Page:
Are Today's Seniors Facing a "Retirement Crisis?" Not Really
Numerous headlines have claimed that we are facing a “retirement crisis,” and that most Americans are not saving enough to maintain their standard of living in retirement. But what if there is no retirement crisis in the United States at all, and instead just a survey crisis?
That is the conclusion of an increasing number of experts, who have combed through the data and found that, in reality, most seniors are doing quite well relative to the working population. The reason for the perceived retirement crisis, they argue, is bad data. In particular, the popular "Current Population Survey" (CPS) appears to be seriously flawed when it comes to capturing retirement income, especially income from individual retirement accounts (IRAs) and defined contribution (DC) plans like 401(k)s.
An event last Wednesday at the American Enterprise Institute showcased two new studies that use actual tax data from the IRS—rather than flawed survey data—to get a better idea of how retirees are doing financially.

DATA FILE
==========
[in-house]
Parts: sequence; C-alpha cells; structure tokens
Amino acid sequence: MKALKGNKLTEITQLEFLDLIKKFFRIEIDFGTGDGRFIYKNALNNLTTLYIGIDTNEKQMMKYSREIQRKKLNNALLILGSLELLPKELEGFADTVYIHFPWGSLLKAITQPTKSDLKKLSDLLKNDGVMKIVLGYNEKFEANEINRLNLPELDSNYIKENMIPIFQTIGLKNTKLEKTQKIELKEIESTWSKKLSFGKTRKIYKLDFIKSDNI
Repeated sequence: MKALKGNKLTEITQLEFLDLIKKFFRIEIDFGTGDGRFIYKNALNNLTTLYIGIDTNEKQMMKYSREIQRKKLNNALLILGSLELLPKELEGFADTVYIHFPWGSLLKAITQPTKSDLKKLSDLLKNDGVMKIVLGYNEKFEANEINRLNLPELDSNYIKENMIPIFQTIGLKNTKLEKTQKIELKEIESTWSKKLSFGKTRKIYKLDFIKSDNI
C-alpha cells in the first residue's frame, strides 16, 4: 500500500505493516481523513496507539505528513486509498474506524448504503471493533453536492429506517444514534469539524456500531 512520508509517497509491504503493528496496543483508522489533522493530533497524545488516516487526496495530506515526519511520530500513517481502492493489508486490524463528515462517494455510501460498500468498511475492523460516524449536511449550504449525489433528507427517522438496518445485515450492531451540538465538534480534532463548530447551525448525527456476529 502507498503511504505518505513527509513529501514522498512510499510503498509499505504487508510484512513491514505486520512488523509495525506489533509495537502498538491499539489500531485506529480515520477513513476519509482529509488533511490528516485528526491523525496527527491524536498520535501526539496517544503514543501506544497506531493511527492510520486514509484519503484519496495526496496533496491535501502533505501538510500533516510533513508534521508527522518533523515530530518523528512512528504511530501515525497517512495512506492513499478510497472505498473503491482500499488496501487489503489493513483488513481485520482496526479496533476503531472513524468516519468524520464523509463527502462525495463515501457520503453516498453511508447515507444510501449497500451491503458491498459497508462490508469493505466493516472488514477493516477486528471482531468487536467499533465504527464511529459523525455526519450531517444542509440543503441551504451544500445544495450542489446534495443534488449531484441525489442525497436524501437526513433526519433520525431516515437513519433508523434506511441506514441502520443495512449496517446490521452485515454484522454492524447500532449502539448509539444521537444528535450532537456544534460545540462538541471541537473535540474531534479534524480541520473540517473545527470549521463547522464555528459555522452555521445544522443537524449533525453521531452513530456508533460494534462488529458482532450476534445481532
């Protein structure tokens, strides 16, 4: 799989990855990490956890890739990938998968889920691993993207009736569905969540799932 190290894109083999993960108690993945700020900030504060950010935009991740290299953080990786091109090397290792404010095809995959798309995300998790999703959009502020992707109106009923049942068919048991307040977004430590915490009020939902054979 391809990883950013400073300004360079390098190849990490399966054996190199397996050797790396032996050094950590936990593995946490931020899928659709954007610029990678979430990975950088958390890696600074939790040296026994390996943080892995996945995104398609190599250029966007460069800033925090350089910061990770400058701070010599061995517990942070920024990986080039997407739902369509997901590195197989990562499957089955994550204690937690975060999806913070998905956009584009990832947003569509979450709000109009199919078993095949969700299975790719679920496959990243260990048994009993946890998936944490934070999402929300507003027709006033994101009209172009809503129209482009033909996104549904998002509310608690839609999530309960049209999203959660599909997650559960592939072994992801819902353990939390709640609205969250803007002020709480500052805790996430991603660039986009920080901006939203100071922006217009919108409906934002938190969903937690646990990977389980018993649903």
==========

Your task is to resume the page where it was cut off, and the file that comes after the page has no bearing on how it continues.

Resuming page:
The first paper, authored by economists at the Investment Company Institute and the IRS, used data from a large sample of taxpayers to examine what happened to individuals’ inflation-adjusted disposable income up to three years after they claim Social Security retirement benefits. On average, individuals’ work-related income (wages, Social Security benefits, and retirement income from pensions, annuities and savings accounts) net of federal taxes stays roughly constant in three years after they claim Social Security; gross work-related income drops about 10 percent, but lower federal income and payroll taxes offset about 80 percent of this decline.
In fact, mean net incomes actually rise slightly for the lowest income groups, and are basically maintained for all but the highest-earners (who still enjoy sizeable incomes). This is true even among individuals who are no longer working.
Where is all this income coming from? Nearly half of individuals are still working and earning a salary three years after claiming Social Security, showing that retirement isn’t as binary as it is usually portrayed as. Social Security represents a substantial share of income for the bottom quintile but is less important for higher-earners—reflecting the progressive nature of the benefit formula and the fact that higher-earners have many other sources of income—whereas private retirement income is less important at the low end but is more important for middle and upper-income groups (those at the very top mostly rely on investment or business income).